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On April 27, 2022, the Federal Communications Commission’s February 2022 Report and Order and Declaratory Ruling adopting rules proscribing or conditioning certain practices by common carriers and multichannel video programming distributors (“MVPDs”) as they serve multiple tenant environments (“MTEs”) takes partial effect. The Report and Order and Declaratory Ruling complement earlier actions by the Commission taken more than fifteen years ago prohibiting telecommunications carriers from entering into or enforcing exclusivity contracts with MTE owners in both commercial and residential MTEs prohibiting certain MVPDs from entering into or enforcing exclusivity contracts with residential MTE owners. Generally, the new rules adopted this year prohibit providers from entering into certain types of revenue sharing agreements with MTE owners, and require affected providers to disclose the existence of exclusive marketing arrangements they have with MTE owners in simple, easy-to-understand language. With the March 28, 2022, publication of the Report and Order in the Federal Register, it generally goes into effect on April 27, but there are exceptions which delay the effectiveness of some of the key provisions which providers should be aware of, pushing out compliance of parts of the new rules to September 24, 2022, and possibly even later.

A few points regarding the scope of the new rules may be helpful. The term MTE includes both commercial and residential premises, such as apartment buildings, condominium buildings, shopping malls, or cooperatives occupied by multiple tenants, but, in the case of the proscriptions described here, MVPDs are affected only in residential MTEs whereas common carriers are affected in all MTEs.  MVPDs include cable operators, satellite cable programming vendors in which a cable operator has an attributable interest, or satellite broadcast programming vendors. Broadband-only providers that do not meet the definition of common carrier or MVPD are not subject to the new rules.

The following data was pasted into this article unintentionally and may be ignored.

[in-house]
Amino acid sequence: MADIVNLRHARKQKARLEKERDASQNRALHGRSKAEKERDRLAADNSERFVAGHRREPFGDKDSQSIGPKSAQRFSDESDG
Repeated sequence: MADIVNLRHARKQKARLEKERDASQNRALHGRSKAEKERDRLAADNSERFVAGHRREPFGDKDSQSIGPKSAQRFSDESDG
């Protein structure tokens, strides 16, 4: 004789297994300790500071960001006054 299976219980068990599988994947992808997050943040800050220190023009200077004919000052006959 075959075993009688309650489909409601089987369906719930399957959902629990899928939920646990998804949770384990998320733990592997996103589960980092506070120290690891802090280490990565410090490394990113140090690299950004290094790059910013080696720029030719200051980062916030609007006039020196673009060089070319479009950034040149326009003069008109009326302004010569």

Continue Reading Sorting Out the Multi-Step Phase-In of the FCC’s February 2022 Multi-Tenant Environment Order

Full Spectrum’s FCC Open Meeting Recap podcasts feature instant reaction and analysis following the FCC’s monthly Open Meetings, with an emphasis on the agenda items directly impacting our clients. This month, Partner Chip Yorkgitis and Associate Belen Crisp discuss key actions and topics from the April 21st meeting, including a look at the role receiver

Full Spectrum returns with our newest series, FCC Open Meeting Recaps. These episodes will feature instant reaction and analysis following the FCC’s monthly Open Meetings, with an emphasis on the agenda items directly impacting our clients. This month, partners Tom Cohen, Hank Kelly and Chip Yorkgitis discuss key actions and topics from the March 16th

On November 2, 2021, the Federal Communications Commission’s (“FCC’s) Wireless Telecommunications Bureau (“Bureau”) published a public notice in the Federal Register focused on asking whether the 71-76 GHz, 81-86 GHz, 92-94 GHz, and the 94.1-95 GHz bands (“70/80/90 GHz Bands”) could be used “to provide broadband Internet access to consumers and communities that may otherwise lack robust, consistent connectivity.” The Commission is particularly interested whether stratospheric-based platforms, such as High Altitude Platform Stations (“HAPS”), which operate above twenty kilometers (approximately 65,000 feet), could be deployed for this purpose in the 70/80/90 GHz Bands.  Comments are due by December 2, 2021, and replies by January 3, 2022.

Continue Reading Looking to the Skies: The FCC Seeks Additional Information on Potential Stratospheric-Based Communications Platforms and Services

At its September 30, 2021 Open Meeting, the Federal Communications Commission (“FCC” or the “Commission”) unanimously adopted a Second Report and Order in IB Docket No. 16-155 requiring applicants with reportable foreign ownership seeking Commission approval for certain applications to answer standardized national security and law enforcement questions (“Standard Questions”) prior to or when filing their applications. The Standard Questions were developed in coordination with the Departments of Justice, Homeland Security, Defense, State, and Commerce and the United States Trade Representative, which conduct review of national security, law enforcement, foreign policy, or trade policy issues associated with the foreign ownership of the applicants of certain applications filed with the FCC and referred to the agencies. The Standard Questions will apply, following review and approval by the Office of Management and Budget (“OMB”) (and issuance of an associated public notice) to the types of applications the Commission generally refers to the Executive Branch, namely applications for international section 214 authorizations and submarine cable landing licenses, applications to assign, transfer control or modify such authorizations and licenses where the applicant has reportable foreign ownership, and all petitions seeking to exceed foreign ownership limits applicable to broadcast or common carrier wireless licenses set forth in Section 310(b) of the Communications Act of 1934, as amended (the “Act”) (47 C.F.R. § 310(b)).